New Year's Resolutions

February 01, 2021 By Carolyn Yoder

If there’s one thing we can all agree on, it is that 2020 was definitely unexpected. Personally, I felt blindsided. I had plans for the year, I had dreams to pursue, and routines that I had worked long and hard to cultivate that made me feel great. And that all disappeared.

2021 feels different. I may not know what to expect, but I know what not to expect: Normalcy. Embracing that feels good, and I am working on finding comfort in the certainty of uncertainty.

However, as I watched my social media feeds flood with “New Year” posts, I felt this strange weight settle onto my shoulders. The weight of resolutions and improvement. The pressure to make 2021 my “Best Year Ever” when, in all honesty, I think surviving this year with a modicum of sanity will be the loftiest goal I can aim for.

Especially now, when we have all come through a year of immense grief, loss, and trauma, I think we can grant each other permission to drop the “Best Year Ever” trope and aim instead for a year of kindness, to ourselves and one another.

One month in, after so many have abandoned their New Year’s Resolutions, I want to offer you some realistic goals in pursuit of balance, especially when we are grieving.

1. Be kind to yourself

It is okay to not be okay. There will be days that you are not firing on all cylinders, and that is the nature of grief. On those days, give yourself grace to just be, exactly as you are. If that means accepting that you won’t get to everything on your to-do list, that is okay. If that means you need to go slower than normal so you don’t completely stop, that is okay. If that means being alone, seek solitude. If that means needing company and someone to sit with, reach out to a trusted friend. Recognize what you need right now in your grief journey (which may be vastly different than what you need tomorrow, 3 weeks from now, or 6 months from now) and give yourself that, even if it looks different than what you had planned for that day.

2. Find comfort in the familiar

We all have our favorites - favorite movies, restaurants, songs, and hobbies. Taking the time to bask in the comfort of a TV show where we know the ending can be soothing. Sitting down to tackle a hobby we have been practicing since childhood offers a comfortable flow that learning a new skill does not. Resolutions tend to focus on new things, things we need to change. This year, make a resolution to identify the familiar activities that bring you comfort, and make more time for them.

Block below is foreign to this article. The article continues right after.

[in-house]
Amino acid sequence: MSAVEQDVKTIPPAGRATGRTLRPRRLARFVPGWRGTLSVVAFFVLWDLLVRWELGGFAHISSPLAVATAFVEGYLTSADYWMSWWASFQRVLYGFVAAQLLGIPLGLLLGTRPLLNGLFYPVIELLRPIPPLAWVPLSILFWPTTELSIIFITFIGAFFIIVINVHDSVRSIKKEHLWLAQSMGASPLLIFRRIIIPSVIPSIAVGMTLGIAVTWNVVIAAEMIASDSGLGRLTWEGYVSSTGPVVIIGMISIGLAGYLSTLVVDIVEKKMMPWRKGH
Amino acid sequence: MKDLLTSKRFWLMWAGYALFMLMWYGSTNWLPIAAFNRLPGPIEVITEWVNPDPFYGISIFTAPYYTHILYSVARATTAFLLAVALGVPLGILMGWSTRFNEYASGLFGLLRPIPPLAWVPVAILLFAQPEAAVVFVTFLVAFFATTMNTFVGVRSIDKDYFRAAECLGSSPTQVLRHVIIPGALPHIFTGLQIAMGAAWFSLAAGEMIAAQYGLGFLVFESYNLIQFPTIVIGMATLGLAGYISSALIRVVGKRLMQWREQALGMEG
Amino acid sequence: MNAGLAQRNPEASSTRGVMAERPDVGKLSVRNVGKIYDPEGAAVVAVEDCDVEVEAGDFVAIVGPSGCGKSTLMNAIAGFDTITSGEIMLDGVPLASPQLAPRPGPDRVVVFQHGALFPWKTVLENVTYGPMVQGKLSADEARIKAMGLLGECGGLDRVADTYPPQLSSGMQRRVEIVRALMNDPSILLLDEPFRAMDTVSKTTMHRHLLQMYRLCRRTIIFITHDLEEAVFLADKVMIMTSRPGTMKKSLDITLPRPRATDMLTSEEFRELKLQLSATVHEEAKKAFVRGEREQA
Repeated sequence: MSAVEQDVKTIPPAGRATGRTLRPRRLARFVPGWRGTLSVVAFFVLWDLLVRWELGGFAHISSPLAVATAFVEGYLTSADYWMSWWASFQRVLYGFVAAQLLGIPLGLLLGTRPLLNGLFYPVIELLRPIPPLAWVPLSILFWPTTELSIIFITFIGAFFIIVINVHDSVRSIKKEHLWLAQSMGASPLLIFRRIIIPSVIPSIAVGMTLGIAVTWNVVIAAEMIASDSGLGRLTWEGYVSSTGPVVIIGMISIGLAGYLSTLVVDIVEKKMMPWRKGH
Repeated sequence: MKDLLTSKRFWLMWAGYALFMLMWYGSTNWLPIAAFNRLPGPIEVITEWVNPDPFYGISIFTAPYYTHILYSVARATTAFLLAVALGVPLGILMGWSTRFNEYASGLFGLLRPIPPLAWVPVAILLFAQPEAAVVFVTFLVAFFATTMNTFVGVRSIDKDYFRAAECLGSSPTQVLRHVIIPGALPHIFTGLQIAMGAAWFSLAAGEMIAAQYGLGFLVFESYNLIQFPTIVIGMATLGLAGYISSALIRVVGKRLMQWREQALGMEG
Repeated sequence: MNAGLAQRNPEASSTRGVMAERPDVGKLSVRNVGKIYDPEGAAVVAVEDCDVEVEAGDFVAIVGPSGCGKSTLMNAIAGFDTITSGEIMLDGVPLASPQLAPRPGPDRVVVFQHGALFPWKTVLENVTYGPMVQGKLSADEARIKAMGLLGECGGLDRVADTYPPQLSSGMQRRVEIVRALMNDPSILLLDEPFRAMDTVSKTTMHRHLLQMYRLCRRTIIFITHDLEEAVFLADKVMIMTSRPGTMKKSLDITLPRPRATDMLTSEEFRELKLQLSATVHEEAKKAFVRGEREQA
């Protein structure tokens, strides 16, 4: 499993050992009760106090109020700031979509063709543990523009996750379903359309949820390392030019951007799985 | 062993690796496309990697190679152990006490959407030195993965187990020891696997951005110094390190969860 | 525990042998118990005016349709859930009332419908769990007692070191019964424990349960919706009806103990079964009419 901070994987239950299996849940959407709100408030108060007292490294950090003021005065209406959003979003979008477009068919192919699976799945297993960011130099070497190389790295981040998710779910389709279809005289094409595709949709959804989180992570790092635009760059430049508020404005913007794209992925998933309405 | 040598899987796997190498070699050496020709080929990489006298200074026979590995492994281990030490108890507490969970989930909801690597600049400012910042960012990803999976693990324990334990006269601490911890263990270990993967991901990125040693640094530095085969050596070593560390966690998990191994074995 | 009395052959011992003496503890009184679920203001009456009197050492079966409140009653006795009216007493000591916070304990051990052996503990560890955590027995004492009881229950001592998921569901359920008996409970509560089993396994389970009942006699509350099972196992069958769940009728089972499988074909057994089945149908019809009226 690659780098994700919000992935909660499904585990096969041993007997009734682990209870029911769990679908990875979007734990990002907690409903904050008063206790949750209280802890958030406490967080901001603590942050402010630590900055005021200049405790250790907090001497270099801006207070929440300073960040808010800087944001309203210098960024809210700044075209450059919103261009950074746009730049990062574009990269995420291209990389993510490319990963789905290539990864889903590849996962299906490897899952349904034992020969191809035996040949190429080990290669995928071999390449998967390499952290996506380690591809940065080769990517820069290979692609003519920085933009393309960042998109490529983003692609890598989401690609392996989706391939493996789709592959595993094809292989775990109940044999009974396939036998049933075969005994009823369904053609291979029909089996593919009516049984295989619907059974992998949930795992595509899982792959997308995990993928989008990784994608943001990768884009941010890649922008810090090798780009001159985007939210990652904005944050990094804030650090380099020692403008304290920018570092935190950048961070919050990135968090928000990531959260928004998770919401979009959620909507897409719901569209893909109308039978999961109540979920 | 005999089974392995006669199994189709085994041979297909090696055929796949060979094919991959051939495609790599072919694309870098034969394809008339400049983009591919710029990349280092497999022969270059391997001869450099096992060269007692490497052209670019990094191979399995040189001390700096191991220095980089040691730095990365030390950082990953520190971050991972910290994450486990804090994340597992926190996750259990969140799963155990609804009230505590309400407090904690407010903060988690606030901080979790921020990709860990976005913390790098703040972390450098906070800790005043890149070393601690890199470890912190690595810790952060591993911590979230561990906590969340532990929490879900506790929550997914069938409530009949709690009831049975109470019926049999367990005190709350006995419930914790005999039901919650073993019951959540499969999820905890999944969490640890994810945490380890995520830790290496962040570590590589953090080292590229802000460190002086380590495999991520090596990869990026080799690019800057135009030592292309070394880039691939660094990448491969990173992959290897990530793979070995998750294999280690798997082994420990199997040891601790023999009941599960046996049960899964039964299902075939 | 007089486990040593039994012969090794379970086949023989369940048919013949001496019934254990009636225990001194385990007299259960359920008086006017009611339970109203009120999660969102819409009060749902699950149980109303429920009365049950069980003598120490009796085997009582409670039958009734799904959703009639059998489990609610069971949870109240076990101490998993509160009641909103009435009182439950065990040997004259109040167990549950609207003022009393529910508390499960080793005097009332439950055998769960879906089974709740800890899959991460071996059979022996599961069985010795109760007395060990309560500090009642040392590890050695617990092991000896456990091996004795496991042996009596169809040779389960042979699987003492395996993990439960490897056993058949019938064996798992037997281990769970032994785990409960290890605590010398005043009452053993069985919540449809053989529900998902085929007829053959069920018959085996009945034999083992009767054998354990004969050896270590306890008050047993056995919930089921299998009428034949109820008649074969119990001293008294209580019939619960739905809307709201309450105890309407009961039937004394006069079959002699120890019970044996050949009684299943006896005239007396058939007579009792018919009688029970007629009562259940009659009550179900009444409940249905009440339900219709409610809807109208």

3. But also try something new

I know, I know. I just said focus on the familiar! And while I hold to that, adding one or two new things to the mix provides room for growth without remove all the emotional safety of a comfortable routine.

Try takeout from a new restaurant you’ve been wanting to try. Pick up a hobby that you’ve always wanted to master but never had the time for. Try new self-care techniques. You may pick up a newfound love for journaling, painting, cooking, yoga or poetry.

You can even use this resolution as a way to connect to your loved one. Maybe they had a hobby or a food they loved, that you just never got into. Trying it now, with their memory in mind, can help you feel connected to them, even after their death.

My grandma loved Spam. I ate it with her all the time as a child, but I haven’t touched it since her death. This year, I want to try cooking with Spam again, merging my love of new recipes and creative cooking with my memories of my grandma.

4. Openly remember the loved ones we have lost

If you want to, say your person’s name. Say it out loud, to yourself and to others.

Talk about them to others and tell and re-tell your favorite stories.

Plan one new way to honor their memory this year. That could be signing up for a run in their honor, throwing a remembrance party on a day that was special to them, or making a special memory box filled with things that remind you of them.

5. Normalize professional help (for you and those you love)

Mental health is a hot topic right now, but that doesn’t mean it’s always easy to open up about our own mental health journey.

This year, focus on normalizing professional help when it is needed. A great way to start is familiarizing yourself with the resources available to you in your local area. Here in Tulsa, check out 211 or Tulsa Area United Way partner agencies. The more you know about the resources at your disposal, the easier it will be to reach out for help when you need it, or to support a loved one who is struggling.